Wireframe DNA origami has emerged as a powerful approach to fabricating nearly arbitrary 2D and 3D geometries at the nanometer-scale. Complex scaffold and staple routing needed to design wireframe DNA origami objects, however, render fully automated, geometry-based sequence design approaches essential for their synthesis. And wireframe DNA origami structural fidelity can be limited by wireframe edges that are composed only of one or two duplexes. Here we introduce a fully automated computational approach that programs 2D wireframe origami assemblies using honeycomb edges composed of six parallel duplexes. These wireframe assemblies show enhanced structural fidelity from electron microscopy-based measurement of programmed angles compared with identical geometries programmed using dual-duplex edges. Molecular dynamics provides additional theoretical support for the enhanced structural fidelity observed. Application of our top-down sequence design procedure to a variety of complex objects demonstrates its broad utility for programmable 2D nanoscale materials.
Programming Structured DNA Assemblies to Probe Biophysical Processes
Structural DNA nanotechnology is beginning to emerge as a widely accessible research tool to mechanistically study diverse biophysical processes. Enabled by scaffolded DNA origami in which a long single strand of DNA is weaved throughout an entire target nucleic acid assembly to ensure its proper folding, assemblies of nearly any geometric shape can now be programmed in a fully automatic manner to interface with biology on the 1–100-nm scale. Here, we review the major design and synthesis principles that have enabled the fabrication of a specific subclass of scaffolded DNA origami objects called wireframe assemblies. These objects offer unprecedented control over the nanoscale organization of biomolecules, including biomolecular copy numbers, presentation on convex or concave geometries, and internal versus external functionalization, in addition to stability in physiological buffer. To highlight the power and versatility of this synthetic structural biology approach to probing molecular and cellular biophysics, we feature its application to three leading areas of investigation: light harvesting and nanoscale energy transport, RNA structural biology, and immune receptor signaling, with an outlook toward unique mechanistic insight that may be gained in these areas in the coming decade.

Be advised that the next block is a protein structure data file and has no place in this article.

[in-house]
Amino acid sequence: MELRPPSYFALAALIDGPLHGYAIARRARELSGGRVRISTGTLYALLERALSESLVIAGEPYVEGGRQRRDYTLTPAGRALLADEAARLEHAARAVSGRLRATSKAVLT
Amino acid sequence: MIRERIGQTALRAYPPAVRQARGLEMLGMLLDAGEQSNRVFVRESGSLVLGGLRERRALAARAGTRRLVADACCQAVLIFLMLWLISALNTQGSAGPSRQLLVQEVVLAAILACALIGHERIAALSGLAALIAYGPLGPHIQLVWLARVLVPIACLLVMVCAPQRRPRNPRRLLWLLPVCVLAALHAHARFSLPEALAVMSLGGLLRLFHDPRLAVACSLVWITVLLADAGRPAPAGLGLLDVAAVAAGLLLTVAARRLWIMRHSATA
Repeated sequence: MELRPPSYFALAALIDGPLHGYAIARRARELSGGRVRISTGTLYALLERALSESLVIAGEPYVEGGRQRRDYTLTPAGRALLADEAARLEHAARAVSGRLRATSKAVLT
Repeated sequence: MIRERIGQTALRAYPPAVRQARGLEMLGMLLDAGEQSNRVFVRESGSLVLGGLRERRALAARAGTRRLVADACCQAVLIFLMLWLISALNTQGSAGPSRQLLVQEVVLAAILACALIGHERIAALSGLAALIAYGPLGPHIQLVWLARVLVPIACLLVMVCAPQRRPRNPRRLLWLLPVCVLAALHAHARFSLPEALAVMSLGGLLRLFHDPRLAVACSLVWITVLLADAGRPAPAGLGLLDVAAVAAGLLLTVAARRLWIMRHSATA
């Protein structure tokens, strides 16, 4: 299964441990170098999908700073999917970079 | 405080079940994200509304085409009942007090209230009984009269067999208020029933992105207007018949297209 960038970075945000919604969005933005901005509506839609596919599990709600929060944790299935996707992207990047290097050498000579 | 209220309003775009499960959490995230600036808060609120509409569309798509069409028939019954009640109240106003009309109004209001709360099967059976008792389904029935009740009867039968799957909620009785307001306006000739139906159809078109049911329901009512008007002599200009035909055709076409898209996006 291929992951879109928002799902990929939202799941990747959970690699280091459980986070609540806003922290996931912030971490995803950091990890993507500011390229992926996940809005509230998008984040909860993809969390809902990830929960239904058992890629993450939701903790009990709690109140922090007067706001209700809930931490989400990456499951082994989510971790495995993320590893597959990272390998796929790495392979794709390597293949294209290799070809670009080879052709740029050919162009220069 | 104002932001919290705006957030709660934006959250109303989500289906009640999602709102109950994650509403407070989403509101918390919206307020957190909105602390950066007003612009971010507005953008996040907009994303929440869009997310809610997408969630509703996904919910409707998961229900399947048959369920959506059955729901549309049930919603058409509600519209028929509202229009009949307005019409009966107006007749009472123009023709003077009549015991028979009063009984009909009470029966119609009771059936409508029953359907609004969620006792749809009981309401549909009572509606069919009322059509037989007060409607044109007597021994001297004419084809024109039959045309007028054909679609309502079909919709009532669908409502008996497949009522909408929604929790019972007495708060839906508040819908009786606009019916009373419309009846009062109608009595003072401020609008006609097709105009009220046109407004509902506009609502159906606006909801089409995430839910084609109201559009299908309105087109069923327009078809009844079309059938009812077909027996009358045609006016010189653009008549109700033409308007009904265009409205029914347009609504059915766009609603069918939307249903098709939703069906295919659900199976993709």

- Award ID(s):
- Publication Date:
- NSF-PAR ID:
- Journal Name:
- Annual Review of Biophysics
- Page Range or eLocation-ID:
- 395 to 419
- Sponsoring Org:
- National Science Foundation
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